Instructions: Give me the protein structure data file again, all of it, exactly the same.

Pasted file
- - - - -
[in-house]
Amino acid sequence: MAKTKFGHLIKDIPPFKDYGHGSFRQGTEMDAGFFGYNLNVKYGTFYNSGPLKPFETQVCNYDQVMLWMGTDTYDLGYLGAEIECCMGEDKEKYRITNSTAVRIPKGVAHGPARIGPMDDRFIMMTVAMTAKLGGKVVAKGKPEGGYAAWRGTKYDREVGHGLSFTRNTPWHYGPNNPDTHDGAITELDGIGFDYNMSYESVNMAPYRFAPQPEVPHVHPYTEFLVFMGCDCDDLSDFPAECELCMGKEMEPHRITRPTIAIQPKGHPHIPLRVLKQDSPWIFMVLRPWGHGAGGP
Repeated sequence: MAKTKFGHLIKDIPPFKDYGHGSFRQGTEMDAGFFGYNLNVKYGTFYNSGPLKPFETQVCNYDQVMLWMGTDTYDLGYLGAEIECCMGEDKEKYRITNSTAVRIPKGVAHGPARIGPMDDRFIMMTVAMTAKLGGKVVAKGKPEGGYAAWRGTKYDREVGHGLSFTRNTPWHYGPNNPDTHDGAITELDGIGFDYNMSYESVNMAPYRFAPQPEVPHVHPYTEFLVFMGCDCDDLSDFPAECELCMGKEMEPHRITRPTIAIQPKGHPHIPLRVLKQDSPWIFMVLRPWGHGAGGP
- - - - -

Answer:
[in-house]
Amino acid sequence: MAKTKFGHLIKDIPPFKDYGHGSFRQGTEMDAGFFGYNLNVKYGTFYNSGPLKPFETQVCNYDQVMLWMGTDTYDLGYLGAEIECCMGEDKEKYRITNSTAVRIPKGVAHGPARIGPMDDRFIMMTVAMTAKLGGKVVAKGKPEGGYAAWRGTKYDREVGHGLSFTRNTPWHYGPNNPDTHDGAITELDGIGFDYNMSYESVNMAPYRFAPQPEVPHVHPYTEFLVFMGCDCDDLSDFPAECELCMGKEMEPHRITRPTIAIQPKGHPHIPLRVLKQDSPWIFMVLRPWGHGAGGP
Repeated sequence: MAKTKFGHLIKDIPPFKDYGHGSFRQGTEMDAGFFGYNLNVKYGTFYNSGPLKPFETQVCNYDQVMLWMGTDTYDLGYLGAEIECCMGEDKEKYRITNSTAVRIPKGVAHGPARIGPMDDRFIMMTVAMTAKLGGKVVAKGKPEGGYAAWRGTKYDREVGHGLSFTRNTPWHYGPNNPDTHDGAITELDGIGFDYNMSYESVNMAPYRFAPQPEVPHVHPYTEFLVFMGCDCDDLSDFPAECELCMGKEMEPHRITRPTIAIQPKGHPHIPLRVLKQDSPWIFMVLRPWGHGAGGP